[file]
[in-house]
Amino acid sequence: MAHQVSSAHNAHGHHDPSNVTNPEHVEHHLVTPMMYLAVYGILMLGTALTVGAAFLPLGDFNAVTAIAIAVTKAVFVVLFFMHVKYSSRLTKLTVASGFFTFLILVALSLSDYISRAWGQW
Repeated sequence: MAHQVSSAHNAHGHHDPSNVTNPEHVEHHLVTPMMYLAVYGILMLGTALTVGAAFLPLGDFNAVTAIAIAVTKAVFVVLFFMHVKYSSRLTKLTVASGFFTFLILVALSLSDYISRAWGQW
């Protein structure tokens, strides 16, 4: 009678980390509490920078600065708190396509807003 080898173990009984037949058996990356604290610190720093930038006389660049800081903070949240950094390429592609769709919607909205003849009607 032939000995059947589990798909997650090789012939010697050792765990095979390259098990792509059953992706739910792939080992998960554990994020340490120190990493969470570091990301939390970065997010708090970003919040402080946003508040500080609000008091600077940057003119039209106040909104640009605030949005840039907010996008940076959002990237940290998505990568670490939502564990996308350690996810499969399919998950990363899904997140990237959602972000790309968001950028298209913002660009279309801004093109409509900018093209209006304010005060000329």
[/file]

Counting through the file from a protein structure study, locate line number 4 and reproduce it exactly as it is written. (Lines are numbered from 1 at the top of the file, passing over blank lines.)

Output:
């Protein structure tokens, strides 16, 4: 009678980390509490920078600065708190396509807003 080898173990009984037949058996990356604290610190720093930038006389660049800081903070949240950094390429592609769709919607909205003849009607 032939000995059947589990798909997650090789012939010697050792765990095979390259098990792509059953992706739910792939080992998960554990994020340490120190990493969470570091990301939390970065997010708090970003919040402080946003508040500080609000008091600077940057003119039209106040909104640009605030949005840039907010996008940076959002990237940290998505990568670490939502564990996308350690996810499969399919998950990363899904997140990237959602972000790309968001950028298209913002660009279309801004093109409509900018093209209006304010005060000329």